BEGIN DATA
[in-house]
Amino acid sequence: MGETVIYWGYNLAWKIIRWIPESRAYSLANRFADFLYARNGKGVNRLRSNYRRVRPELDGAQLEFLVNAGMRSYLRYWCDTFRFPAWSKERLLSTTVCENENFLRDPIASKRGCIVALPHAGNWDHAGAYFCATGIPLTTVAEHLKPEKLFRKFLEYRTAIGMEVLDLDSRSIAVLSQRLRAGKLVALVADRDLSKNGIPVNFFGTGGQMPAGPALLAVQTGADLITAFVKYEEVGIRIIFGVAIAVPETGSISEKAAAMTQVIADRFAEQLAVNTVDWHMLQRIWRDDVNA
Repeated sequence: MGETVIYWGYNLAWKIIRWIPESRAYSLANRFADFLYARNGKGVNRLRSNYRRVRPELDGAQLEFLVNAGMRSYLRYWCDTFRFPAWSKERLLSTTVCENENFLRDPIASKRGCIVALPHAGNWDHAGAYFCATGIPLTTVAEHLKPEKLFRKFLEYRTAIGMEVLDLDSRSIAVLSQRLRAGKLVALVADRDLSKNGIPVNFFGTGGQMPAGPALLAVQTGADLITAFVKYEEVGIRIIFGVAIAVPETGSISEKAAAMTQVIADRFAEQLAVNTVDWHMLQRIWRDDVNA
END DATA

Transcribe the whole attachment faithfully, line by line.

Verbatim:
[in-house]
Amino acid sequence: MGETVIYWGYNLAWKIIRWIPESRAYSLANRFADFLYARNGKGVNRLRSNYRRVRPELDGAQLEFLVNAGMRSYLRYWCDTFRFPAWSKERLLSTTVCENENFLRDPIASKRGCIVALPHAGNWDHAGAYFCATGIPLTTVAEHLKPEKLFRKFLEYRTAIGMEVLDLDSRSIAVLSQRLRAGKLVALVADRDLSKNGIPVNFFGTGGQMPAGPALLAVQTGADLITAFVKYEEVGIRIIFGVAIAVPETGSISEKAAAMTQVIADRFAEQLAVNTVDWHMLQRIWRDDVNA
Repeated sequence: MGETVIYWGYNLAWKIIRWIPESRAYSLANRFADFLYARNGKGVNRLRSNYRRVRPELDGAQLEFLVNAGMRSYLRYWCDTFRFPAWSKERLLSTTVCENENFLRDPIASKRGCIVALPHAGNWDHAGAYFCATGIPLTTVAEHLKPEKLFRKFLEYRTAIGMEVLDLDSRSIAVLSQRLRAGKLVALVADRDLSKNGIPVNFFGTGGQMPAGPALLAVQTGADLITAFVKYEEVGIRIIFGVAIAVPETGSISEKAAAMTQVIADRFAEQLAVNTVDWHMLQRIWRDDVNA